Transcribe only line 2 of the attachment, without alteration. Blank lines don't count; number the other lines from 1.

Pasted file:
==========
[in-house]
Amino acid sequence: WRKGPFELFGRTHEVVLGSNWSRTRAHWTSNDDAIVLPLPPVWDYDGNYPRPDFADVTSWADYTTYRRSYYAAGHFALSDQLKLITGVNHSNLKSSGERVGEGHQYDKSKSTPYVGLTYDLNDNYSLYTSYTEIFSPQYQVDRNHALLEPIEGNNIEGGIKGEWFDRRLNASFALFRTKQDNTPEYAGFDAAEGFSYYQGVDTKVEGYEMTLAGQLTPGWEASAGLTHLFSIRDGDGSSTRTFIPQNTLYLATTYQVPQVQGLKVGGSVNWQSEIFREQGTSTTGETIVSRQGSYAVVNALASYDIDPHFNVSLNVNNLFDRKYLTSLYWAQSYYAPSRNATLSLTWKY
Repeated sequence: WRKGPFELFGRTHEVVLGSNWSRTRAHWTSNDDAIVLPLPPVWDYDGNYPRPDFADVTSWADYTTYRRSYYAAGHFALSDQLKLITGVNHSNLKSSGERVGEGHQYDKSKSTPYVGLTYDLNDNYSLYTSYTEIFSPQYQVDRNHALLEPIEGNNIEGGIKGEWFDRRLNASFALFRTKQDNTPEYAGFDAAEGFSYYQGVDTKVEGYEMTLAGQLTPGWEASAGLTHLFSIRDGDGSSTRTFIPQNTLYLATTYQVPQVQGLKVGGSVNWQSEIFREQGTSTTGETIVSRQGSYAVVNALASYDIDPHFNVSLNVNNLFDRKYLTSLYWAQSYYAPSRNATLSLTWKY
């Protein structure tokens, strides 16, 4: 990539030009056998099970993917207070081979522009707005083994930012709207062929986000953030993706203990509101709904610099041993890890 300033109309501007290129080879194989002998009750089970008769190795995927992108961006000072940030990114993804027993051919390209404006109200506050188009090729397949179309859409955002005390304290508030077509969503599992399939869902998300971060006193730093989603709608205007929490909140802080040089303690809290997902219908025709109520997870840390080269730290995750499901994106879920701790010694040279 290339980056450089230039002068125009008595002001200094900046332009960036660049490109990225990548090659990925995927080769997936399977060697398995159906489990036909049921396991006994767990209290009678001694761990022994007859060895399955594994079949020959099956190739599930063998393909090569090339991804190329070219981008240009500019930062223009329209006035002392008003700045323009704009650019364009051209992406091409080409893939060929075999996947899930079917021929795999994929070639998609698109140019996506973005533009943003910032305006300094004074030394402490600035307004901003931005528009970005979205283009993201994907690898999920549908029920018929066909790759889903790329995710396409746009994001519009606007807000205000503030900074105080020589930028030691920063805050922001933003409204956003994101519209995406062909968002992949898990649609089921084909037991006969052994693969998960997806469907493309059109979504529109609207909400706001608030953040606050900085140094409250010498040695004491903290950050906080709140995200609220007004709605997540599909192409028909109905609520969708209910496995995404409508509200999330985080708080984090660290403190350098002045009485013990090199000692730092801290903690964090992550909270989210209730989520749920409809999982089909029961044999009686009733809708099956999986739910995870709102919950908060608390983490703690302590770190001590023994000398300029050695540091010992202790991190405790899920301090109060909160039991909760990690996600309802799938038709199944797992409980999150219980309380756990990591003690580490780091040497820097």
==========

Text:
Amino acid sequence: WRKGPFELFGRTHEVVLGSNWSRTRAHWTSNDDAIVLPLPPVWDYDGNYPRPDFADVTSWADYTTYRRSYYAAGHFALSDQLKLITGVNHSNLKSSGERVGEGHQYDKSKSTPYVGLTYDLNDNYSLYTSYTEIFSPQYQVDRNHALLEPIEGNNIEGGIKGEWFDRRLNASFALFRTKQDNTPEYAGFDAAEGFSYYQGVDTKVEGYEMTLAGQLTPGWEASAGLTHLFSIRDGDGSSTRTFIPQNTLYLATTYQVPQVQGLKVGGSVNWQSEIFREQGTSTTGETIVSRQGSYAVVNALASYDIDPHFNVSLNVNNLFDRKYLTSLYWAQSYYAPSRNATLSLTWKY